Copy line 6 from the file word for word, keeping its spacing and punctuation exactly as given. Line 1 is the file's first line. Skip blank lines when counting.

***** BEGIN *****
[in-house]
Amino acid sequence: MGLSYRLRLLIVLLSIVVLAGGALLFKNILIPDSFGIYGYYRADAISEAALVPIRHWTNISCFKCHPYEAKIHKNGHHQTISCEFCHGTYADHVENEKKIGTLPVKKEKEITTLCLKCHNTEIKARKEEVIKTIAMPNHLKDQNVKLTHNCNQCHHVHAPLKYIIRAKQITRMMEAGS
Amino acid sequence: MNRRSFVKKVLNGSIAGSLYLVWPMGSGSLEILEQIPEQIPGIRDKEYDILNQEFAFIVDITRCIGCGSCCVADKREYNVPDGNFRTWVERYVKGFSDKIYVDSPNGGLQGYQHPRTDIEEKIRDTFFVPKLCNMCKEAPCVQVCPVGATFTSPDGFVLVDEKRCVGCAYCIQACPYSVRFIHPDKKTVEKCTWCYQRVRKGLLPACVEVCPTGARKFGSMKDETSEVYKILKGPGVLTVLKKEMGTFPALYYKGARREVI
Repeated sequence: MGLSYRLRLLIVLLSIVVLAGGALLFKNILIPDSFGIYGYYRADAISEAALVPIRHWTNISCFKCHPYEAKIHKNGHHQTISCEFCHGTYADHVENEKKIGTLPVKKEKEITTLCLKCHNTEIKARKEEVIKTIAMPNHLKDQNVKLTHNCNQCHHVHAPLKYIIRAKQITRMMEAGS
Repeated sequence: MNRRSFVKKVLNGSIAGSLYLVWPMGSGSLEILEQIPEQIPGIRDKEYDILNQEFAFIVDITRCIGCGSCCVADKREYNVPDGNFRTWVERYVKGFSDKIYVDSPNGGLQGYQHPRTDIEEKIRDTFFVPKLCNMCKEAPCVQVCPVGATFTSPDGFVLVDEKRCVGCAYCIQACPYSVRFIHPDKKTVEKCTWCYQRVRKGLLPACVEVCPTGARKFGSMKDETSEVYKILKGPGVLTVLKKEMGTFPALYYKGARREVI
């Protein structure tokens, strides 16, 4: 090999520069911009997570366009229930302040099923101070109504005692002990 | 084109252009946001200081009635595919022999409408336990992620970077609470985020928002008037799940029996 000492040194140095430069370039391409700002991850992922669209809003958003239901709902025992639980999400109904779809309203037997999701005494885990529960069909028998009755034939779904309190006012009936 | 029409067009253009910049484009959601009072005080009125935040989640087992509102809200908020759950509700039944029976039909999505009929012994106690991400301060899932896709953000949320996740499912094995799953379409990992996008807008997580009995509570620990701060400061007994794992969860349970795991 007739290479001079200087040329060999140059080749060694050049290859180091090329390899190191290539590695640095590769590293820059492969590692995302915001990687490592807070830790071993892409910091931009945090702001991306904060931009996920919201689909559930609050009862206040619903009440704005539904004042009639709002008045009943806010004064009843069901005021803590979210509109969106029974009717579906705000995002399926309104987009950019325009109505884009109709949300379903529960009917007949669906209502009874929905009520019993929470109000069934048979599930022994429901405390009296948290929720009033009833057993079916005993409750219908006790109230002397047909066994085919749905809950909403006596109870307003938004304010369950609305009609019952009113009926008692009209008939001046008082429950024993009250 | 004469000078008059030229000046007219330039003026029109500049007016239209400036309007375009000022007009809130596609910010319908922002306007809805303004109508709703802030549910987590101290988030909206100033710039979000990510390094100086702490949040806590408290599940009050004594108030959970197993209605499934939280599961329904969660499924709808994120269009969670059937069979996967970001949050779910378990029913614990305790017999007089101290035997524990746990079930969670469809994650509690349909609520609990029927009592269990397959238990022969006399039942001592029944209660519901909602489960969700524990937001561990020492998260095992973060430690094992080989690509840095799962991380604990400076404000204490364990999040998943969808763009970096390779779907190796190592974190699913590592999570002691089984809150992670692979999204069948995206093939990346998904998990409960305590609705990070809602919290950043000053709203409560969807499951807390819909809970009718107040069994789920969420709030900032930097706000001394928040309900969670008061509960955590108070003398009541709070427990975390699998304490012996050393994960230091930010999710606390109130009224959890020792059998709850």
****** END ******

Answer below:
């Protein structure tokens, strides 16, 4: 090999520069911009997570366009229930302040099923101070109504005692002990 | 084109252009946001200081009635595919022999409408336990992620970077609470985020928002008037799940029996 000492040194140095430069370039391409700002991850992922669209809003958003239901709902025992639980999400109904779809309203037997999701005494885990529960069909028998009755034939779904309190006012009936 | 029409067009253009910049484009959601009072005080009125935040989640087992509102809200908020759950509700039944029976039909999505009929012994106690991400301060899932896709953000949320996740499912094995799953379409990992996008807008997580009995509570620990701060400061007994794992969860349970795991 007739290479001079200087040329060999140059080749060694050049290859180091090329390899190191290539590695640095590769590293820059492969590692995302915001990687490592807070830790071993892409910091931009945090702001991306904060931009996920919201689909559930609050009862206040619903009440704005539904004042009639709002008045009943806010004064009843069901005021803590979210509109969106029974009717579906705000995002399926309104987009950019325009109505884009109709949300379903529960009917007949669906209502009874929905009520019993929470109000069934048979599930022994429901405390009296948290929720009033009833057993079916005993409750219908006790109230002397047909066994085919749905809950909403006596109870307003938004304010369950609305009609019952009113009926008692009209008939001046008082429950024993009250 | 004469000078008059030229000046007219330039003026029109500049007016239209400036309007375009000022007009809130596609910010319908922002306007809805303004109508709703802030549910987590101290988030909206100033710039979000990510390094100086702490949040806590408290599940009050004594108030959970197993209605499934939280599961329904969660499924709808994120269009969670059937069979996967970001949050779910378990029913614990305790017999007089101290035997524990746990079930969670469809994650509690349909609520609990029927009592269990397959238990022969006399039942001592029944209660519901909602489960969700524990937001561990020492998260095992973060430690094992080989690509840095799962991380604990400076404000204490364990999040998943969808763009970096390779779907190796190592974190699913590592999570002691089984809150992670692979999204069948995206093939990346998904998990409960305590609705990070809602919290950043000053709203409560969807499951807390819909809970009718107040069994789920969420709030900032930097706000001394928040309900969670008061509960955590108070003398009541709070427990975390699998304490012996050393994960230091930010999710606390109130009224959890020792059998709850």